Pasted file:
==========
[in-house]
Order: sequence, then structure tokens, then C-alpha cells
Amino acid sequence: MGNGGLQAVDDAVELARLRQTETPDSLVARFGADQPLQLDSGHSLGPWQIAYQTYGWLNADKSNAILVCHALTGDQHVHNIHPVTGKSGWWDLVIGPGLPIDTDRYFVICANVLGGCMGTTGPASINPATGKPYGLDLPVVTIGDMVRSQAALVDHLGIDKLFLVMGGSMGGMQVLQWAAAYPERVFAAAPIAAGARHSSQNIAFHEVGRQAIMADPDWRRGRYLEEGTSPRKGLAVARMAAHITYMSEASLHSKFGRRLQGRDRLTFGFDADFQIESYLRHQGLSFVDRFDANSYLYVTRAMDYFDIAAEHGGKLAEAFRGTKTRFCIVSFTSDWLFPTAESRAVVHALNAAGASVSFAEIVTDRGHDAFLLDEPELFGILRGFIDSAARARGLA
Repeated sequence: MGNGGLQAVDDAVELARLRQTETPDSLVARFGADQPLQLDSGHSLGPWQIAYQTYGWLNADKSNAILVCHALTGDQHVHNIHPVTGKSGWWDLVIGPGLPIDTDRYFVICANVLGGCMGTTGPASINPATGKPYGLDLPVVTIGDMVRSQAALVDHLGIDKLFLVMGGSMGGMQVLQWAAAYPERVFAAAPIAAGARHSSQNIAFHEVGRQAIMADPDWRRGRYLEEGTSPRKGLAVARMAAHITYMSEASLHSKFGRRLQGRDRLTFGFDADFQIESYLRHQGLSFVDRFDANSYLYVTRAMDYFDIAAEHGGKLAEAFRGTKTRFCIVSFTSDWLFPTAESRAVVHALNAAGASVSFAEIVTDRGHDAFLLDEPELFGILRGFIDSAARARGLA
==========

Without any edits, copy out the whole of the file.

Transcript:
[in-house]
Order: sequence, then structure tokens, then C-alpha cells
Amino acid sequence: MGNGGLQAVDDAVELARLRQTETPDSLVARFGADQPLQLDSGHSLGPWQIAYQTYGWLNADKSNAILVCHALTGDQHVHNIHPVTGKSGWWDLVIGPGLPIDTDRYFVICANVLGGCMGTTGPASINPATGKPYGLDLPVVTIGDMVRSQAALVDHLGIDKLFLVMGGSMGGMQVLQWAAAYPERVFAAAPIAAGARHSSQNIAFHEVGRQAIMADPDWRRGRYLEEGTSPRKGLAVARMAAHITYMSEASLHSKFGRRLQGRDRLTFGFDADFQIESYLRHQGLSFVDRFDANSYLYVTRAMDYFDIAAEHGGKLAEAFRGTKTRFCIVSFTSDWLFPTAESRAVVHALNAAGASVSFAEIVTDRGHDAFLLDEPELFGILRGFIDSAARARGLA
Repeated sequence: MGNGGLQAVDDAVELARLRQTETPDSLVARFGADQPLQLDSGHSLGPWQIAYQTYGWLNADKSNAILVCHALTGDQHVHNIHPVTGKSGWWDLVIGPGLPIDTDRYFVICANVLGGCMGTTGPASINPATGKPYGLDLPVVTIGDMVRSQAALVDHLGIDKLFLVMGGSMGGMQVLQWAAAYPERVFAAAPIAAGARHSSQNIAFHEVGRQAIMADPDWRRGRYLEEGTSPRKGLAVARMAAHITYMSEASLHSKFGRRLQGRDRLTFGFDADFQIESYLRHQGLSFVDRFDANSYLYVTRAMDYFDIAAEHGGKLAEAFRGTKTRFCIVSFTSDWLFPTAESRAVVHALNAAGASVSFAEIVTDRGHDAFLLDEPELFGILRGFIDSAARARGLA